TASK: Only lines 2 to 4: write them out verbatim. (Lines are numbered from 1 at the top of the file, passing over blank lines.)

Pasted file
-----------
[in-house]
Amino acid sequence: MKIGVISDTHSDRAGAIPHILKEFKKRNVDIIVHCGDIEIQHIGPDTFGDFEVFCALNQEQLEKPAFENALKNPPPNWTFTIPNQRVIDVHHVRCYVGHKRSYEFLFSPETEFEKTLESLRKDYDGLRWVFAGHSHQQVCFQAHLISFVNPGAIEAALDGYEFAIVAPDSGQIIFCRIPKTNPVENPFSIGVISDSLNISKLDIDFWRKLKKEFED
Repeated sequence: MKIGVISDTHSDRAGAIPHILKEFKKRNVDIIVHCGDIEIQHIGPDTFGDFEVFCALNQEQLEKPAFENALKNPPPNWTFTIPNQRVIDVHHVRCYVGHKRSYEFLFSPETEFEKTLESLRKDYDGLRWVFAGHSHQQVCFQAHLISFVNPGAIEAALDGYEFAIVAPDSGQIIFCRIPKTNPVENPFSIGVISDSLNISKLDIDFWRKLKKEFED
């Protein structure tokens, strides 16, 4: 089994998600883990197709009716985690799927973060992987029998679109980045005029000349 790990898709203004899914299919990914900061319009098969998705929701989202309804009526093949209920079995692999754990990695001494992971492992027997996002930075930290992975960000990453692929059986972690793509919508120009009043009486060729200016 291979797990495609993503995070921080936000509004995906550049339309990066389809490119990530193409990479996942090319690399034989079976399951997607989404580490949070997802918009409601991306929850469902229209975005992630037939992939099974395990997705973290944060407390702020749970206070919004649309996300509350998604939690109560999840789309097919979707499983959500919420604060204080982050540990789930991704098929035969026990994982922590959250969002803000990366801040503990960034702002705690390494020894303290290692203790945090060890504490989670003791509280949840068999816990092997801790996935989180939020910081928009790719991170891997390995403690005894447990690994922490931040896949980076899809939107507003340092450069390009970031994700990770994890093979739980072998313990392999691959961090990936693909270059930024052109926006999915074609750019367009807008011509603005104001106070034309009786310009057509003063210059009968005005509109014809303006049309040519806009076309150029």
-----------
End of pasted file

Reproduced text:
Amino acid sequence: MKIGVISDTHSDRAGAIPHILKEFKKRNVDIIVHCGDIEIQHIGPDTFGDFEVFCALNQEQLEKPAFENALKNPPPNWTFTIPNQRVIDVHHVRCYVGHKRSYEFLFSPETEFEKTLESLRKDYDGLRWVFAGHSHQQVCFQAHLISFVNPGAIEAALDGYEFAIVAPDSGQIIFCRIPKTNPVENPFSIGVISDSLNISKLDIDFWRKLKKEFED
Repeated sequence: MKIGVISDTHSDRAGAIPHILKEFKKRNVDIIVHCGDIEIQHIGPDTFGDFEVFCALNQEQLEKPAFENALKNPPPNWTFTIPNQRVIDVHHVRCYVGHKRSYEFLFSPETEFEKTLESLRKDYDGLRWVFAGHSHQQVCFQAHLISFVNPGAIEAALDGYEFAIVAPDSGQIIFCRIPKTNPVENPFSIGVISDSLNISKLDIDFWRKLKKEFED
């Protein structure tokens, strides 16, 4: 089994998600883990197709009716985690799927973060992987029998679109980045005029000349 790990898709203004899914299919990914900061319009098969998705929701989202309804009526093949209920079995692999754990990695001494992971492992027997996002930075930290992975960000990453692929059986972690793509919508120009009043009486060729200016 291979797990495609993503995070921080936000509004995906550049339309990066389809490119990530193409990479996942090319690399034989079976399951997607989404580490949070997802918009409601991306929850469902229209975005992630037939992939099974395990997705973290944060407390702020749970206070919004649309996300509350998604939690109560999840789309097919979707499983959500919420604060204080982050540990789930991704098929035969026990994982922590959250969002803000990366801040503990960034702002705690390494020894303290290692203790945090060890504490989670003791509280949840068999816990092997801790996935989180939020910081928009790719991170891997390995403690005894447990690994922490931040896949980076899809939107507003340092450069390009970031994700990770994890093979739980072998313990392999691959961090990936693909270059930024052109926006999915074609750019367009807008011509603005104001106070034309009786310009057509003063210059009968005005509109014809303006049309040519806009076309150029």